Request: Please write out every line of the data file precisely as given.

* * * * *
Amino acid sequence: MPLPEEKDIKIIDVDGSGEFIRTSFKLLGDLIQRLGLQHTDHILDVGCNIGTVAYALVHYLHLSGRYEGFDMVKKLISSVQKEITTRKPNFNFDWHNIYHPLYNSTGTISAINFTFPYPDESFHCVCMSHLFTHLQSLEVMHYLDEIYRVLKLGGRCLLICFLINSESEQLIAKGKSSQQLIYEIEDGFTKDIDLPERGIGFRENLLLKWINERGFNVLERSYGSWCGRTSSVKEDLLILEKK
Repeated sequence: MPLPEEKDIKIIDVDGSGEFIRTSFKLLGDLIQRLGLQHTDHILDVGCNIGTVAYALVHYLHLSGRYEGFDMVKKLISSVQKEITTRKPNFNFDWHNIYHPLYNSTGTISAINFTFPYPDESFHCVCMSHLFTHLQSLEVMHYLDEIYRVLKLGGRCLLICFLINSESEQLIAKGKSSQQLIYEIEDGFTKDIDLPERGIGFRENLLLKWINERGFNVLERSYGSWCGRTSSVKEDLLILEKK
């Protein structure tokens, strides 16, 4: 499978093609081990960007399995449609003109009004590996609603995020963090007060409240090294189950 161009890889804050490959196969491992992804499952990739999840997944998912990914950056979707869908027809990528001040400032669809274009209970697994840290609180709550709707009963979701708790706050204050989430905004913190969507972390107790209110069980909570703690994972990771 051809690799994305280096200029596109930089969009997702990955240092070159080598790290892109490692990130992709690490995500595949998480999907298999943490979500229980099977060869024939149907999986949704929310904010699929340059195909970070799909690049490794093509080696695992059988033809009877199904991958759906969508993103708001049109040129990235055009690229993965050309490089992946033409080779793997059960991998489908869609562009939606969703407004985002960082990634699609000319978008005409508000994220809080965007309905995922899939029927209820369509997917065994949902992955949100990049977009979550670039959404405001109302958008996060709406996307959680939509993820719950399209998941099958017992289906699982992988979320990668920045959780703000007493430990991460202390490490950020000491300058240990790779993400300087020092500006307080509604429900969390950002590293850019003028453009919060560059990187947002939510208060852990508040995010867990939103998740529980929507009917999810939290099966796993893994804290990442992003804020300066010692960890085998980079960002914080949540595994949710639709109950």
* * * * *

Amino acid sequence: MPLPEEKDIKIIDVDGSGEFIRTSFKLLGDLIQRLGLQHTDHILDVGCNIGTVAYALVHYLHLSGRYEGFDMVKKLISSVQKEITTRKPNFNFDWHNIYHPLYNSTGTISAINFTFPYPDESFHCVCMSHLFTHLQSLEVMHYLDEIYRVLKLGGRCLLICFLINSESEQLIAKGKSSQQLIYEIEDGFTKDIDLPERGIGFRENLLLKWINERGFNVLERSYGSWCGRTSSVKEDLLILEKK
Repeated sequence: MPLPEEKDIKIIDVDGSGEFIRTSFKLLGDLIQRLGLQHTDHILDVGCNIGTVAYALVHYLHLSGRYEGFDMVKKLISSVQKEITTRKPNFNFDWHNIYHPLYNSTGTISAINFTFPYPDESFHCVCMSHLFTHLQSLEVMHYLDEIYRVLKLGGRCLLICFLINSESEQLIAKGKSSQQLIYEIEDGFTKDIDLPERGIGFRENLLLKWINERGFNVLERSYGSWCGRTSSVKEDLLILEKK
């Protein structure tokens, strides 16, 4: 499978093609081990960007399995449609003109009004590996609603995020963090007060409240090294189950 161009890889804050490959196969491992992804499952990739999840997944998912990914950056979707869908027809990528001040400032669809274009209970697994840290609180709550709707009963979701708790706050204050989430905004913190969507972390107790209110069980909570703690994972990771 051809690799994305280096200029596109930089969009997702990955240092070159080598790290892109490692990130992709690490995500595949998480999907298999943490979500229980099977060869024939149907999986949704929310904010699929340059195909970070799909690049490794093509080696695992059988033809009877199904991958759906969508993103708001049109040129990235055009690229993965050309490089992946033409080779793997059960991998489908869609562009939606969703407004985002960082990634699609000319978008005409508000994220809080965007309905995922899939029927209820369509997917065994949902992955949100990049977009979550670039959404405001109302958008996060709406996307959680939509993820719950399209998941099958017992289906699982992988979320990668920045959780703000007493430990991460202390490490950020000491300058240990790779993400300087020092500006307080509604429900969390950002590293850019003028453009919060560059990187947002939510208060852990508040995010867990939103998740529980929507009917999810939290099966796993893994804290990442992003804020300066010692960890085998980079960002914080949540595994949710639709109950």